Health and Fitness - NY Daily News
Advertisement

CML Medical Monitor

Learn to Read Your Lab Results: Blood Counts


Watch Video

Summary & Participants

An important function of the CML Medical Monitor is to record your lab results, and track them over time. Since CML is a blood cancer, most of your lab tests will be to check on your blood counts.

Medically Reviewed On: July 21, 2012

Webcast Transcript


An important function of the CML Medical Monitor is to record your lab results, and track them over time. Since CML is a blood cancer, most of your lab tests will be to check on your blood counts. Blood counts measure the health of different types of cells that make up your blood. This is very important in the treatment of CML.

The most important number to monitor is your white blood cell count. White blood cells fight infections. The normal range of white blood cells is 4 to 11. And that means 4 billion to 11 billion white blood cells per liter of blood. In patients with CML, this number can increase a hundred-fold, to as high as 500, or half a trillion white blood cells per liter of blood. That's because CML interferes with the mechanism the body uses to regulate replication of these blood cells. Their growth goes unchecked.

Additionally, other blood cells have to be monitored because they may become critically high or low as a result of CML. So, in addition to numbers for your white blood cells, you'll also record numbers for your red blood cells, which carry oxygen, and your platelets, which help blood clot.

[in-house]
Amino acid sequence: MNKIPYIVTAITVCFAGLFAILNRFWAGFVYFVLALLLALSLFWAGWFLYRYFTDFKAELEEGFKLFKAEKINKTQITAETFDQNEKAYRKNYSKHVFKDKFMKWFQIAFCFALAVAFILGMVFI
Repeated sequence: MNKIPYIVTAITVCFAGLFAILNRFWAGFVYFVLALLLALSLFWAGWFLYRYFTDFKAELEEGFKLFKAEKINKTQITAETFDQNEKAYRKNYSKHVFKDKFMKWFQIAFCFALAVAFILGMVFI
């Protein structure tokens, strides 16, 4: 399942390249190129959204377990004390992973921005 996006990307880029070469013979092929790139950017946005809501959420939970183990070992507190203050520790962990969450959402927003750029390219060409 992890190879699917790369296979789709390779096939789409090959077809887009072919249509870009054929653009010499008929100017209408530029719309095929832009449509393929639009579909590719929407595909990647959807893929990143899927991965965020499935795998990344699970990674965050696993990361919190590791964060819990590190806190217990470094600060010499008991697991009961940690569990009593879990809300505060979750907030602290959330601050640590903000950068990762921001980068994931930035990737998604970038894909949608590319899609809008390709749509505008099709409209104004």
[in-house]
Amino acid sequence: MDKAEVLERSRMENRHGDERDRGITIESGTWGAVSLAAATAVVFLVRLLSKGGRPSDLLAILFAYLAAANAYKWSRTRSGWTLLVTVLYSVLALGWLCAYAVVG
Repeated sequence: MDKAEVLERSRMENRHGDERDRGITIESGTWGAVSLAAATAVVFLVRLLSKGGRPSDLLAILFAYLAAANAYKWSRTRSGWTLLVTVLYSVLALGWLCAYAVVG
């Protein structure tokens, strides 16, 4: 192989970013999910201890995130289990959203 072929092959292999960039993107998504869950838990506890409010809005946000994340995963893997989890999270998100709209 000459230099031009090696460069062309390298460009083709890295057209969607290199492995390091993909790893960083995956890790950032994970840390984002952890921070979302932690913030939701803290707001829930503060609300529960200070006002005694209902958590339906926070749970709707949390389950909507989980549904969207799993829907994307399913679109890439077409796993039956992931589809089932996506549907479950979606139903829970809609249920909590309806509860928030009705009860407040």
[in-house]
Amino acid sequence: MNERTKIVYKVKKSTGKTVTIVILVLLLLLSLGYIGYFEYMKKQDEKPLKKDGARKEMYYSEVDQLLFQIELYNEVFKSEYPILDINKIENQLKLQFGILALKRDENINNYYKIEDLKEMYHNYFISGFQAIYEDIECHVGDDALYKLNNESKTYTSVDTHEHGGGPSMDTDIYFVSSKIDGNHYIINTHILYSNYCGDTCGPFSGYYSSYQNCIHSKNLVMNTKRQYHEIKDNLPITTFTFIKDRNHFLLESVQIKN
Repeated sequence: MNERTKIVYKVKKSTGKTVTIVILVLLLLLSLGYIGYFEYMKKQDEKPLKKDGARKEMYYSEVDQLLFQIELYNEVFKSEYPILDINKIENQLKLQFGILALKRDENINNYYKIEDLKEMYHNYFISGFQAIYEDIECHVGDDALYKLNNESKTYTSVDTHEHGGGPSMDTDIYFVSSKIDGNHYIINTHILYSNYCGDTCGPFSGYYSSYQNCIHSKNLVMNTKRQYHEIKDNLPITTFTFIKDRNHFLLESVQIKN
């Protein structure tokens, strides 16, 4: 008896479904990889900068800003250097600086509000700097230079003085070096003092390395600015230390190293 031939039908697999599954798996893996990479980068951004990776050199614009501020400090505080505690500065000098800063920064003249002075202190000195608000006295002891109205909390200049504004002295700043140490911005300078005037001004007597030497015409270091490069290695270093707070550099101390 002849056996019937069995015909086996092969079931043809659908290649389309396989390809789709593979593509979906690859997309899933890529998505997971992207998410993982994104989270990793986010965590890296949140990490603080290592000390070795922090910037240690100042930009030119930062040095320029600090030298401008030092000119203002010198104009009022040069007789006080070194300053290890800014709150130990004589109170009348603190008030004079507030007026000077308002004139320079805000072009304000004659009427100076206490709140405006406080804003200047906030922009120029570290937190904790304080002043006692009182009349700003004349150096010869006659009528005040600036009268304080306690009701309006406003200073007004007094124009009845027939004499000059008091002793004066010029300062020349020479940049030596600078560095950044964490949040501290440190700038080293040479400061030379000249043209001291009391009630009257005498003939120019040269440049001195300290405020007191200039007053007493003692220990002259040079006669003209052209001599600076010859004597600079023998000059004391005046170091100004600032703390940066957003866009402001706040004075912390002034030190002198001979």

The "My Diary" section of the CML Medical Monitor will help you keep track of your lab values. In the blood count section, you'll enter the numbers that you get on your lab tests.

Now, your report may look different, but with a little practice, you'll be reading CBCs like an MD. The first number that you need to enter into your blood counts diary is the number of your white blood cells. Now, some lab reports will report them as "WBC." And the number may have units like 109 per liter, or thousand per mcl, or microliter. But don't worry about that. What you need to enter is the number, which should be between 0 and perhaps a couple of hundred. Remember, the normal range, for someone without CML here, is 3.8 to 10.8.

The next value is your red blood cells, or RBCs. Now here it gets a little easier, because labs, in a very standard way, report this as a hematocrit, or HCT. And the units are always percent, so just enter that number in the appropriate space. This number represents the percent of your blood volume that is occupied by the red blood cells, and the normal value, as shown here, is about 35 to 45 percent.

Related to your hematocrit is another lab value, the hemoglobin. This is the concentration in your blood of the oxygen-carrying protein, hemoglobin. Now some lab rpoerts will report them as HGB, and the units are usually in g/dL or grams per decilater. Here, the normal range is 11.7 to 15.5. In this example, the value for hemoglobin is 13.0. This is the number that you would enter in the CML Medical Monitor.

And to enter your platelet values, the units are just as the same as for the white blood cells. But the numbers are usually about 100 times higher, somewhere between 140 and 400. Here the value is 46, and it's reported as being out of range, or low. So this low platelet value would be something that you and your doctor would keep an eye on. Check one last time to be sure the information is correct, then click on "Submit."

RELATED PROGRAMS
Advertisement